Ancient Monuments

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Rainsborough long barrow, Charlton

A Scheduled Monument in Newbottle, Northamptonshire

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Coordinates

Latitude: 52.0101 / 52°0'36"N

Longitude: -1.2369 / 1°14'12"W

OS Eastings: 452473.041741

OS Northings: 234900.046778

OS Grid: SP524349

Mapcode National: GBR 8VW.S4T

Mapcode Global: VHCWH.HQYY

Entry Name: Rainsborough long barrow, Charlton

Scheduled Date: 26 March 1992

Source: Historic England

Source ID: 1013661

English Heritage Legacy ID: 13672

County: Northamptonshire

Civil Parish: Newbottle

Traditional County: Northamptonshire

Lieutenancy Area (Ceremonial County): Northamptonshire

Church of England Parish: Newbottle with Charlton St James

Church of England Diocese: Peterborough

Details

Rainsborough long barrow lies 60m to the north west of Rainsborough hill fort
and approximately 500m west of Camp Farm at Charlton.
The long barrow lies on the side of a north facing hill and consists of a
sub-rectangular mound, 30m long from east to west and 4m wide from north to
south. On its upper, south side, the mound stands 0.25m high, and on the
lower side the mound is 1m above the adjacent ground level. On the north side
of the barrow dry stone walling was set into part of the mound in the 18th
century.
Although no longer visible at ground level, flanking quarry ditches, from
which material was quarried during the construction of the monument, run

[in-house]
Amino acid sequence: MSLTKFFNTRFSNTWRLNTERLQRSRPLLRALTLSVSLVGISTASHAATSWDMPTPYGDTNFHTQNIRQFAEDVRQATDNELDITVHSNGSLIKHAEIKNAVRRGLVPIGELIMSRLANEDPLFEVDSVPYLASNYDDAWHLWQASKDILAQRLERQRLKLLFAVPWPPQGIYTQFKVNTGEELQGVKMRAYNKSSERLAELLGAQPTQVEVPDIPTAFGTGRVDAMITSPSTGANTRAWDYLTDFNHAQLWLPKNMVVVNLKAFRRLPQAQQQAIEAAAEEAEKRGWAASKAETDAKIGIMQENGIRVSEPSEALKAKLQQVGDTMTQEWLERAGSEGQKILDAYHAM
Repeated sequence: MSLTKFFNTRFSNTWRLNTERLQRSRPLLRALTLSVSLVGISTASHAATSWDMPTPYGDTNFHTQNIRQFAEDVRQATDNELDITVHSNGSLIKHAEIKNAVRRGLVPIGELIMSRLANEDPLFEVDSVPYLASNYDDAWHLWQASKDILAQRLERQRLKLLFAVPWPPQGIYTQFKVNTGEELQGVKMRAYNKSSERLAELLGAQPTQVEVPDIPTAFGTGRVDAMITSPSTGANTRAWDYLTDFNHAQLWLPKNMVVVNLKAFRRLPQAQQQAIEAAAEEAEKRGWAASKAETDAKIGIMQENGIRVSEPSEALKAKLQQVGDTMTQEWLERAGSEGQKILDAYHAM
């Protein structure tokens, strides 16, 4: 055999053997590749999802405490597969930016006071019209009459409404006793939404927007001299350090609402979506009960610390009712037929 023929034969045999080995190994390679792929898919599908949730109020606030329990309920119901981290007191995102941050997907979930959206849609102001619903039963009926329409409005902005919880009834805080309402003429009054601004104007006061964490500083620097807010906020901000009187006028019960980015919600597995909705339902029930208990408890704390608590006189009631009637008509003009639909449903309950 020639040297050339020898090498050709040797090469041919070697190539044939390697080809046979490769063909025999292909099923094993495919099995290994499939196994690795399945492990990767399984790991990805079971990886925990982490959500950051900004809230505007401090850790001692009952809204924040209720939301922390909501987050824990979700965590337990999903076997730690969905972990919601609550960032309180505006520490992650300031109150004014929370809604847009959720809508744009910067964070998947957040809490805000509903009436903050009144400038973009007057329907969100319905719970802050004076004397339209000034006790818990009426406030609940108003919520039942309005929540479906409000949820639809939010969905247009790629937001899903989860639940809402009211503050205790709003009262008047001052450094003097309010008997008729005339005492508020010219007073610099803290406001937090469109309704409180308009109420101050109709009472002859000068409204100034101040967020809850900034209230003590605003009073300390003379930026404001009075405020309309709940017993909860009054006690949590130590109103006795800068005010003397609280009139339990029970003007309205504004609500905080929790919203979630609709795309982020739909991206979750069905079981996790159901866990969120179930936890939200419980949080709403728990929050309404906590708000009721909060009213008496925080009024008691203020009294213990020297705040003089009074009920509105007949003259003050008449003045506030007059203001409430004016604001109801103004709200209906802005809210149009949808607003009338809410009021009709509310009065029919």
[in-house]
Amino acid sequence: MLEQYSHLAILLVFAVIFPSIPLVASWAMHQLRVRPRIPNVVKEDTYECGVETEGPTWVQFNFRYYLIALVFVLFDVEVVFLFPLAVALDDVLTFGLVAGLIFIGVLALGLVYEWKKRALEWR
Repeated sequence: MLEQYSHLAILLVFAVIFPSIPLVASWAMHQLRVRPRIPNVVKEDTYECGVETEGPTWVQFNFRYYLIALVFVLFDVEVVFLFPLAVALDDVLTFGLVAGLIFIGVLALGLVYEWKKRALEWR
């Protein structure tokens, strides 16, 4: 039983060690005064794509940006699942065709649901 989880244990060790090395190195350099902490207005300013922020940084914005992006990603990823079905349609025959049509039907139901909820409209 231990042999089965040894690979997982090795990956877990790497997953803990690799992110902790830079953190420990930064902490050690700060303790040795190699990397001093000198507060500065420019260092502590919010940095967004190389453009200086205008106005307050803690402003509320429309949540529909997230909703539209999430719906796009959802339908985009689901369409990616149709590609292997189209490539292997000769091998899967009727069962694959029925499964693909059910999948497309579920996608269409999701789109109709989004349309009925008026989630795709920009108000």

parallel to the mound on its north and south side. These have become infilled
over the years but survive as buried features c.2m wide.

MAP EXTRACT
The site of the monument is shown on the attached map extract.
It includes a 4 metre boundary around the archaeological features,
considered to be essential for the monument's support and preservation.

Source: Historic England

Reasons for Scheduling

Long barrows were constructed as earthen or drystone mounds with flanking
ditches and acted as funerary monuments during the Early and Middle Neolithic
periods (3400-2400 BC). They represent the burial places of Britain's early
farming communities and, as such, are amongst the oldest field monuments
surviving visibly in the present landscape. Where investigated, long barrows
appear to have been used for communal burial, often with only parts of the
human remains having been selected for interment. Certain sites provide
evidence for several phases of funerary monument preceding the barrow and,
consequently, it is probable that long barrows acted as important ritual sites
for local communities over a considerable period of time. Some 500 long
barrows are recorded in England. As one of the few types of Neolithic
structure to survive as earthworks, and due to their comparative rarity, their
considerable age and their longevity as a monument type, all long barrows are
considered to be nationally important.

Although partly altered by wall building, this long barrow is essentially
undisturbed and will retain archaeological evidence within the mound and
ditches.

Source: Historic England

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